Brands find comfort level in promoting new male products

Seinfeld's Kramer may have been ahead of his time when he invented "The Bro." But though the fictional man bra never hit shelves, established brands that typically targeted females, such as those produced by Spanx and Unilever, are now realizing new potential in their product portfolios for a male audience more aware of the products they're missing.

Seinfeld's Kramer may have been ahead of his time when he invented "The Bro." But though the fictional man bra never hit shelves, established brands that typically targeted females, such as those produced by Spanx and Unilever, are now realizing new potential in their product portfolios for a male audience more aware of the products they're missing.

Dove recently found an opportunity to tap into a relatively unmet need - men's dry skin - via its new Dove Men+Care product line and campaign, explains Stacie Bright, senior communications marketing manager at Unilever.

"Research teams kept coming back with stories of guys complaining their socks are itchy," she says. "The product is geared toward understanding the emotional space where men become comfortable with themselves, but not comfortable in their skin."

Still reflecting Dove's "moisturizing" positioning, the campaign communicates the theme of comfort, "figuratively and literally," through the voice of Major League Baseball idols telling personal stories online, adds Bright.

The effort is part of Dove's male-centric marketing investment that Bright says will contribute to anticipated growth of $700 million in sales by 2012. The company has already driven 66% of the growth in the category over the past five years.

Learning from women
The concept would have been less feasible a few years ago. But now more women's products are designed to meet specific needs, so men are gaining access to knowledge indirectly through the women in their lives.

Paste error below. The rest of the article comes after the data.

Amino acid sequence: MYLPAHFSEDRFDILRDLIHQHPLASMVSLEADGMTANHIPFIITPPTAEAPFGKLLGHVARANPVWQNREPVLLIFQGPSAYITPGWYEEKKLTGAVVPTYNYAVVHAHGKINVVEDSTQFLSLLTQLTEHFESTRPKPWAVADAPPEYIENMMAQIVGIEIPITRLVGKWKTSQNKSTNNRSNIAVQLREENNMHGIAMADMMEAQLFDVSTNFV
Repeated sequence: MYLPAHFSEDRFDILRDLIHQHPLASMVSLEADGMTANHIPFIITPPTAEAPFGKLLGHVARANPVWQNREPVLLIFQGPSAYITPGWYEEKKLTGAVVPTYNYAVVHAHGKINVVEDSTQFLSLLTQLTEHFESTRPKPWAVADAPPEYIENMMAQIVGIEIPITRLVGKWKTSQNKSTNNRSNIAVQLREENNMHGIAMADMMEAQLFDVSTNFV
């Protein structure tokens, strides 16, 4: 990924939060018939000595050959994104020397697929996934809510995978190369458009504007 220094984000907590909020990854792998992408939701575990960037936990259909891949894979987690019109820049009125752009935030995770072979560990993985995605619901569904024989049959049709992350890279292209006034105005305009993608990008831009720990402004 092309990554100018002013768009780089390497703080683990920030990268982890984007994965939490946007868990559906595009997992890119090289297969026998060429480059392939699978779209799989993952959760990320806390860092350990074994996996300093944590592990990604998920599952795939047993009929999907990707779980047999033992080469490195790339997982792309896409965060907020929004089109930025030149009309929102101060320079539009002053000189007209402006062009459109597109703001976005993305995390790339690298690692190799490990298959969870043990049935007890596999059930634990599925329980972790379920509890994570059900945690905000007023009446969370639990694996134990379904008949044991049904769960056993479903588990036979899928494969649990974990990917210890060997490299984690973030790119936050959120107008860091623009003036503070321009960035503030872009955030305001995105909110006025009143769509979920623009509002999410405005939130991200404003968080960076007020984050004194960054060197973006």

"As men become more sophisticated, it's about making products relevant in ways that aren't too complicated and fit into their routine," says Bright.

For example, Unilever's relatively new Vaseline Men Body & Face product combines moisturizing steps to address stigma associated with lotion.

"They don't like the sticky feel. They were afraid of it," she says. "The Vaseline men's line is about quick absorption."

The brand will continue to work with Michael Strahan, its spokesperson and former NFL star, who is featured in online vignettes about how to get in shape in 15 minutes, in line with the "15-second absorption" message.

"It's a new articulation of the campaign," says Bright, noting the "male idol," combined with this kind of digital content, has proven effective for the audience.

As with grooming, men are also becoming targets for products in the shapewear category. In February, Spanx addressed growing consumer requests for a men's product with the launch of a men's undershirt line, says Maggie Adams, senior PR manager at the company.

Though long positioned as shapewear for women, the company is leveraging its brand via PR, humorous packaging, and retailer employee education.

"They're compression undershirts - we don't use the word shapewear with men," she says. "We want guys to feel comfortable with a new category."

Spanx also looked to generate buzz with male idols. As part of a broader launch strategy, it hosted a Super Bowl party in Miami, where it sampled the shirts to stars such as Ed Westwick of Gossip Girl.

Since its debut, sales have surpassed projections, inspiring a men's undergarment product with an expected launch later this year.

Marketers concur that men are becoming more comfortable with the advent of the "metrosexual." In addition, Adams notes a change in men's fashion to slimmer and "less forgiving" cuts. "Men are more comfortable with their appearance," she adds.

Appeal to sensitivity
Mike Gatti, SVP of communications at the National Retail Federation and executive director of its Retail Advertising and Marketing Association, agrees men are more sensitive about their appearance and open to new products. This is due in part to a recent wave of information and products in the health and wellness and grooming categories.

A lot of these new items, especially for men, are a result of companies hoping to expand market share in a time when many consumers are pulling back, he notes.

"It's a big market that needs products," he says. "Somebody had the bright idea of doing it and it caught on."

Getting through to male audiences

1. The presence of male idols, such as sports figures or celebrities, can help men feel more confident when entering a new product category

2. Young and middle-aged men tend to consistently engage with brands via digital platforms and promotional events

3. Men typically respond to both packaging and messaging linked to convenience, as they are generally comfortable with a simple regimen

*Correction: This story incorrectly stated that Unilever expects to take credit for 66% of growth in market share in the men's category over the next five years. The correct information, per Nielsen, is that the company has already driven 66% of category growth over the past five years.

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